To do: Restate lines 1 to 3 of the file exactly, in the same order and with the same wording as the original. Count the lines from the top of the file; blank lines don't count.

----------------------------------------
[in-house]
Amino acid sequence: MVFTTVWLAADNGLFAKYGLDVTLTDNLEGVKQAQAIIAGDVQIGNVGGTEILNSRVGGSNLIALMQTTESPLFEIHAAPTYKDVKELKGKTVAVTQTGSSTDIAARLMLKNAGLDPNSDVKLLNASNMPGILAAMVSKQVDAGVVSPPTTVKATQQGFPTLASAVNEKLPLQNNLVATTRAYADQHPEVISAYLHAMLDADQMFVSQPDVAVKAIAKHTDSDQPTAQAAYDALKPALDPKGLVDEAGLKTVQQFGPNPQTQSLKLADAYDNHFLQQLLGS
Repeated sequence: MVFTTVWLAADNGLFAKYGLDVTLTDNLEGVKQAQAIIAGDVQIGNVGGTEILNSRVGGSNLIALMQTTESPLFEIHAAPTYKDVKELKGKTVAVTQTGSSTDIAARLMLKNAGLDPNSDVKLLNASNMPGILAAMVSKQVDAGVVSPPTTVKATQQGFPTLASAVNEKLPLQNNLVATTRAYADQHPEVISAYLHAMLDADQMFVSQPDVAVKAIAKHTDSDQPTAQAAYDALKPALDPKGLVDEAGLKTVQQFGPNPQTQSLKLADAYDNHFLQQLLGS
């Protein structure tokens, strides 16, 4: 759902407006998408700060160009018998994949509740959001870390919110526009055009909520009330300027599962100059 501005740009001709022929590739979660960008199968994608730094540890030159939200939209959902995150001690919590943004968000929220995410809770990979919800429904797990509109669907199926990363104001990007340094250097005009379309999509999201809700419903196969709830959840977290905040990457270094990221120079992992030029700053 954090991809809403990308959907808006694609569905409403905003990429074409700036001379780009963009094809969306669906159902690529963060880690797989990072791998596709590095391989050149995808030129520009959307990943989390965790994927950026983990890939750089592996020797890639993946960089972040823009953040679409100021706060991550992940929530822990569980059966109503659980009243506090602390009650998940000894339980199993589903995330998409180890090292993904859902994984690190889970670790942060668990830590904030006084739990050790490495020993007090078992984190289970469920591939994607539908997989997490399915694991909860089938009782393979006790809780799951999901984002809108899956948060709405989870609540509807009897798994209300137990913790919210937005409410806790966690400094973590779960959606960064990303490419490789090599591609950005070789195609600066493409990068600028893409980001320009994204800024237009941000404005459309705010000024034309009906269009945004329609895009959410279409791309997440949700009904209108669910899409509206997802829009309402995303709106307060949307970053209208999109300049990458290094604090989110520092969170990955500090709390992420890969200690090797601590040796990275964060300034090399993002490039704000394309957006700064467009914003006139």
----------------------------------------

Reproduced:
[in-house]
Amino acid sequence: MVFTTVWLAADNGLFAKYGLDVTLTDNLEGVKQAQAIIAGDVQIGNVGGTEILNSRVGGSNLIALMQTTESPLFEIHAAPTYKDVKELKGKTVAVTQTGSSTDIAARLMLKNAGLDPNSDVKLLNASNMPGILAAMVSKQVDAGVVSPPTTVKATQQGFPTLASAVNEKLPLQNNLVATTRAYADQHPEVISAYLHAMLDADQMFVSQPDVAVKAIAKHTDSDQPTAQAAYDALKPALDPKGLVDEAGLKTVQQFGPNPQTQSLKLADAYDNHFLQQLLGS
Repeated sequence: MVFTTVWLAADNGLFAKYGLDVTLTDNLEGVKQAQAIIAGDVQIGNVGGTEILNSRVGGSNLIALMQTTESPLFEIHAAPTYKDVKELKGKTVAVTQTGSSTDIAARLMLKNAGLDPNSDVKLLNASNMPGILAAMVSKQVDAGVVSPPTTVKATQQGFPTLASAVNEKLPLQNNLVATTRAYADQHPEVISAYLHAMLDADQMFVSQPDVAVKAIAKHTDSDQPTAQAAYDALKPALDPKGLVDEAGLKTVQQFGPNPQTQSLKLADAYDNHFLQQLLGS